I’m not gonna lie. I miss having Little Ones. I mean I really miss it. I miss chubby, jelly-smeared faces. I miss sticky kisses and fat little arms around my neck. I miss the way my little boy said, “welwoah” and “wemon cake” and dandewion.” I miss they way my daughter used to pretend to be a baby shark – all year long, on land or in the pool. I miss the way my younger daughter spent day after day wearing fairy wings and snow boots and the way our littlest one used to play with his toes and sing a sleepy song just before dropping off. I miss all of this and so much more.
But I’m not surprised. Even at the time I knew that the moments were precious and the time was fleeting. I knew I would miss having little ones. What I did not expect, what I did not know I would lose, is the friendships I formed in those days of playgroups and play dates and long, lazy afternoons by the pool.
At the time, I did not realize what a gift it was to sit for a couple of hours (or more) each week with my friends and drink coffee or sweet tea and visit while our children played. For me, having small children meant having time for friends. As a stay-at-home and a homeschooling mom, hanging out with my friends was actually a part of my job description.
Of course, I still have friends. Some have moved. Some of us have gone back to work. But none of us had a falling out. We still love to hang out and drink coffee and talk. But now, those opportunities are rare. There are no Saturday mornings at the park because Saturday mornings are for ball games and lessons. We don’t hangout by the pool in the summers like we used to. Sitting in the sun with friends watching your seven year olds swim is normal. It’s good parenting. If my mom friends and I joined our teenagers at the pool now several afternoons each week, they would be mortified. It would be weird.
So, we do the best we can. Somehow, every once in a great while, a few of us find a night when none of our kids has a game or a practice or a band concert, and we have dinner.
I keep telling myself that, just like those years when I could not sit down to a meal without being interrupted to nurse or take a toddler to the bathroom or wipe up spilled milk, this is a phase, a season of life. The teenage years are, in some ways, the years of isolation for moms.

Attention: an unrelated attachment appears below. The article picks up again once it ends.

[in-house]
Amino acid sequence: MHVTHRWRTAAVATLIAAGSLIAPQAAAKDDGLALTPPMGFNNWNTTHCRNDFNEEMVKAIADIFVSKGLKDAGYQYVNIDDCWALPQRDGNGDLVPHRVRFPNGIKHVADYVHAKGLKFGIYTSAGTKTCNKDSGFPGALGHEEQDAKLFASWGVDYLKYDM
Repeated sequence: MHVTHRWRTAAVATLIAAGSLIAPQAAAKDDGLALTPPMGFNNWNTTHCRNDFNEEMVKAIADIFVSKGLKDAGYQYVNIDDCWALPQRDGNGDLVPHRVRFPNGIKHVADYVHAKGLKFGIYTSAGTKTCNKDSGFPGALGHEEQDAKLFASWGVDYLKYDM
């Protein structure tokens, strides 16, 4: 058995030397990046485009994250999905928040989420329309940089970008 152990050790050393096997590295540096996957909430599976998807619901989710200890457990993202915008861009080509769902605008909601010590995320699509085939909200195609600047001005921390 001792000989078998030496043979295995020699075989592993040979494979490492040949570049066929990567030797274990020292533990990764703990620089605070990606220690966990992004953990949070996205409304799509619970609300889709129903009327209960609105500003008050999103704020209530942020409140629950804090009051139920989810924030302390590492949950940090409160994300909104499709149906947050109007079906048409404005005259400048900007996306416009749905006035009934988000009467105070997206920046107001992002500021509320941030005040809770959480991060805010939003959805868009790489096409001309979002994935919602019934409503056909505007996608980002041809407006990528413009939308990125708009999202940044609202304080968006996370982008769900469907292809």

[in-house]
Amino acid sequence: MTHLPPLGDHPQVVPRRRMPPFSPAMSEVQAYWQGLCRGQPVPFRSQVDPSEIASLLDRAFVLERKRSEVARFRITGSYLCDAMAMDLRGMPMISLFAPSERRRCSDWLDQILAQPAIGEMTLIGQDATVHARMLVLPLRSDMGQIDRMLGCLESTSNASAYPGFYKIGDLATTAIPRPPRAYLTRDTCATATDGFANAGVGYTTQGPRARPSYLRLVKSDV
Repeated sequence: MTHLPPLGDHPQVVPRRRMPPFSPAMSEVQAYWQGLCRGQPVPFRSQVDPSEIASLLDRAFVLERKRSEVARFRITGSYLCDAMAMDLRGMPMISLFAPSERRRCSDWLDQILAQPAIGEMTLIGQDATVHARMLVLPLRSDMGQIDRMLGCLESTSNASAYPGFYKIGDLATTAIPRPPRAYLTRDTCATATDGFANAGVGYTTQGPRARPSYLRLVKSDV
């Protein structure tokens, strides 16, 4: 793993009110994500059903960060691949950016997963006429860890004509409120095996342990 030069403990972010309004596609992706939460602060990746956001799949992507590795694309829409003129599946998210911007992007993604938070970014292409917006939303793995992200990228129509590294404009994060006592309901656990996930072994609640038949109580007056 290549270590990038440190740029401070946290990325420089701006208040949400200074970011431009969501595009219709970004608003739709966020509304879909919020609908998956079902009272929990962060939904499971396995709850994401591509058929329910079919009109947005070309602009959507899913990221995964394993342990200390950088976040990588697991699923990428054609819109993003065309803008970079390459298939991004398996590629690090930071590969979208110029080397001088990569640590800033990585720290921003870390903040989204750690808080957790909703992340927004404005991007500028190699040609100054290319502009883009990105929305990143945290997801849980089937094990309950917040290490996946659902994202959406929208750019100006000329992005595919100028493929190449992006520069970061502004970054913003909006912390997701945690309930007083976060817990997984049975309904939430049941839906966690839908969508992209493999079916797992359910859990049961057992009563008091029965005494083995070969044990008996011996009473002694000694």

Or maybe not. Having teenagers does afford me hour and hours of late night solitude as I wait (and pray) for my kids to get home safely. In those hours, I am able to connect with moms all over the country thanks to groups like Grown and Flown.
I was thrilled when I found a website and Facebook group specifically for parents of teenagers and young adults. Like a lot of aspects of
middle age this time in life, mothering older kids entails its own unique set of joys, sorrows and frustrations. I am delighted to be connected to a supportive group of women who know what I am going through. I am even more delighted to have been able to write for Grown and Flown.
In recent weeks Lisa and Mary Dell, the women who run the site, have published two of my posts. Family Dinner: We Lost the Table and Found So Much More is about the way my family has connected by turning out kitchen eating area into a comfy sitting area. Teenagers: I Want to Remember These Last Times is about the bittersweetness of going from a house full of Little Ones to a house full of teens and tweens.
In the years that my children were small, I needed my mom friends to help me through the stress of teething and weaning and living day after day with a house full of needy little people. Those days are over, but I still need mom friends now to help through these years of living in a house full of needy (and sometimes moody, sometimes hilarious, sometimes infuriating, sometimes delightful) big people. Even though we don’t have a weekly excuse to hang out drinking coffee anymore, I am still grateful for my mom friends. And I’m grateful for my cyber mom friends too.
After all, as Mary Dell and Lisa say, “Parenting never ends.”